Lafayette Square

Lafayette Square

This text is part of Parks’ Historical Signs Project and can be found posted within the park.

Lafayette Square is named in honor of the prominent French statesman and military leader Marie Joseph Paul Yves Roch Gilbert Du Montier Lafayette (1757-1834). Also known as Marquis de Lafayette, he is best remembered for his role in the Revolutionary War. Sympathetic to the American cause, he aided the colonists through the provision of experienced military leadership. The Frenchman quickly became a favorite of General George Washington, who appointed him Major General in the Continental Army during 1777. The next year, Lafayette returned to France following the formal agreement of the France/United States alliance against Great Britain. Once in France, he actively lobbied for the allotment of increased military and financial aid for the Colonies. In 1780, Marquis de Lafayette returned to America and served valorously in the Virginia campaign, which forced the surrender of Lord Charles Cornwallis in 1781.

As a true proponent of democracy, Lafayette assumed a leading role in the French Revolution of 1789. He became a member of the National Assembly, from which position he prepared a bill of rights based on the American Declaration of Independence. He commanded the French National Guard and joined the Feuillants, a moderate political party that advocated a constitutional monarchy. He gained leadership of a French division in 1792 in the war against Austria. Chastised by the Jacobins within his unit (who were far more radical than the Feuillants) Lafayette fled to Flanders where Austrian authorities imprisoned him for five years. Upon his return to France, he avoided the dictatorial politics of Napoleon Bonaparte. Following Napoleon’s defeat at Waterloo, Lafayette resumed his political career as a member of the Chamber of Deputies in 1815 and from 1818 to 1824. He toured the United States in 1824 during which time Congress voted him a gift of $200,000 and a large tract of land. Marquis de Lafayette, the statesman and general, maintained the convictions of democracy, social equality, and religious freedom throughout the remainder of his life.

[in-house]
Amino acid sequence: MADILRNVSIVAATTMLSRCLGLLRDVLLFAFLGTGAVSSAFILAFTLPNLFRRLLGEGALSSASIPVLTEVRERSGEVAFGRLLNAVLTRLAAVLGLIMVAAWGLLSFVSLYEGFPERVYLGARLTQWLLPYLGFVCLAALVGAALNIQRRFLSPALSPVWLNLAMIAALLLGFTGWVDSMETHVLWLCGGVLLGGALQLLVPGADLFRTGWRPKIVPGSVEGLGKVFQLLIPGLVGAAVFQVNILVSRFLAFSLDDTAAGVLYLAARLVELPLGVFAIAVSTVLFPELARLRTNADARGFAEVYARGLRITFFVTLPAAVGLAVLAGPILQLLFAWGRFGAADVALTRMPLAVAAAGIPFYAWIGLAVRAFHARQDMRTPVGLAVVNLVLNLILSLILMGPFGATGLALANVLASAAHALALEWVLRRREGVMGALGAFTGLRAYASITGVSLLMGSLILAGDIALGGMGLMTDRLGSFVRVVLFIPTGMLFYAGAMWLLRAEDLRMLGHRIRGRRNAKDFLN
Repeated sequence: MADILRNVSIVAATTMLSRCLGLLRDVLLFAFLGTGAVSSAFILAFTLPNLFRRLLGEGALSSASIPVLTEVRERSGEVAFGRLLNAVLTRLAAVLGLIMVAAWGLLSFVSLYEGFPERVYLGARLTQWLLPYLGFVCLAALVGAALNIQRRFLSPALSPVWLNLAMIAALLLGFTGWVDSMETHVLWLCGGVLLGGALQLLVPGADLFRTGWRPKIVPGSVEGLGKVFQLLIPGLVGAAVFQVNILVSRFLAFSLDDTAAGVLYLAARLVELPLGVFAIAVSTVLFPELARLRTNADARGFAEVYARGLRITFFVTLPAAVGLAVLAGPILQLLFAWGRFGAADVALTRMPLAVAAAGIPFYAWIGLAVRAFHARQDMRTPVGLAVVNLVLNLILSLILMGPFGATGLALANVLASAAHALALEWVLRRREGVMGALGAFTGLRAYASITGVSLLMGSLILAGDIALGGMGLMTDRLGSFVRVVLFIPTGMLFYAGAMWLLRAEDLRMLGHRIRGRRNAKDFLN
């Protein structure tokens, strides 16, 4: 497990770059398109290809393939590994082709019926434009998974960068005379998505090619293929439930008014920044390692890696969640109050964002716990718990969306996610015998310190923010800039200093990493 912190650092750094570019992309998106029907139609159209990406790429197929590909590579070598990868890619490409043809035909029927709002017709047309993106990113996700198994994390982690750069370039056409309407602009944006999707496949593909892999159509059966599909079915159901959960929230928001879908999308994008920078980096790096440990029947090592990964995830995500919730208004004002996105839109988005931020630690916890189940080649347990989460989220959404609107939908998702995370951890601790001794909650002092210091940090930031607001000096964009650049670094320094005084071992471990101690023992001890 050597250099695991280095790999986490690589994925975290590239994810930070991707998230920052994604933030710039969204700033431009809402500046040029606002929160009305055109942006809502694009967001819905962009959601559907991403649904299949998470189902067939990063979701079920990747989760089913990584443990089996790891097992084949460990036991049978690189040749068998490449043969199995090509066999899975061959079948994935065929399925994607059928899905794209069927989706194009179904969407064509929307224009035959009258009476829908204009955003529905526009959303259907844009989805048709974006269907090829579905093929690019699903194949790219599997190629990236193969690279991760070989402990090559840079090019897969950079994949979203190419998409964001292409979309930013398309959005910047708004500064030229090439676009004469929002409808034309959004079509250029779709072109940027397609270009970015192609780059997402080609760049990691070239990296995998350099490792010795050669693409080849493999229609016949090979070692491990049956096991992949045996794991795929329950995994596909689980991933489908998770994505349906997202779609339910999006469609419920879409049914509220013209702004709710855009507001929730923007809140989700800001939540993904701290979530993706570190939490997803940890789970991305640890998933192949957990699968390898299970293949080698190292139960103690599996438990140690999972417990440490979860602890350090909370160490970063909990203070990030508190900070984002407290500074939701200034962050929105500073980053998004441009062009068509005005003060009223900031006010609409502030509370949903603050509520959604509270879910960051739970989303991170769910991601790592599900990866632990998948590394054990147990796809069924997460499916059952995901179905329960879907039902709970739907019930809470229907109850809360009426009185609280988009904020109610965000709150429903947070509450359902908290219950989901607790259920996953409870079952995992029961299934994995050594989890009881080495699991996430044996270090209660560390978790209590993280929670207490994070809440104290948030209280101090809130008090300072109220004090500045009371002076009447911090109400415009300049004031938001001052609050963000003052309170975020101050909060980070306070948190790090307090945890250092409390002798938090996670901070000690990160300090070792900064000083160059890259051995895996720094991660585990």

Manhattan Avenue, 114th Street, and Morningside Avenue bound Lafayette Square, which is located in the Morningside Heights section of Manhattan. The City of New York acquired this property by condemnation on July 28, 1870 along with the land used to build Morningside Park. The square contains large, shady sycamore trees and a monument entitled “Lafayette and Washington.” French sculptor Frederic-Auguste Bartholdi (1834-1904) designed the bronze statue, which depicts both figures on a marble pedestal, clothed in colonial uniforms, and shaking hands with the flags of their respective countries behind them. Famed publisher, Joseph Pulitzer (1847-1911) commissioned the sculpture based on the artist’s previous major accomplishment: the Statue of Liberty in the New York Harbor. Bartholdi completed the original “Lafayette and Washington,” which was dedicated in Paris in 1895. At the turn of the century, department store owner Charles Broadway Rouss bequeathed this fine replica to the residents of Morningside Heights.

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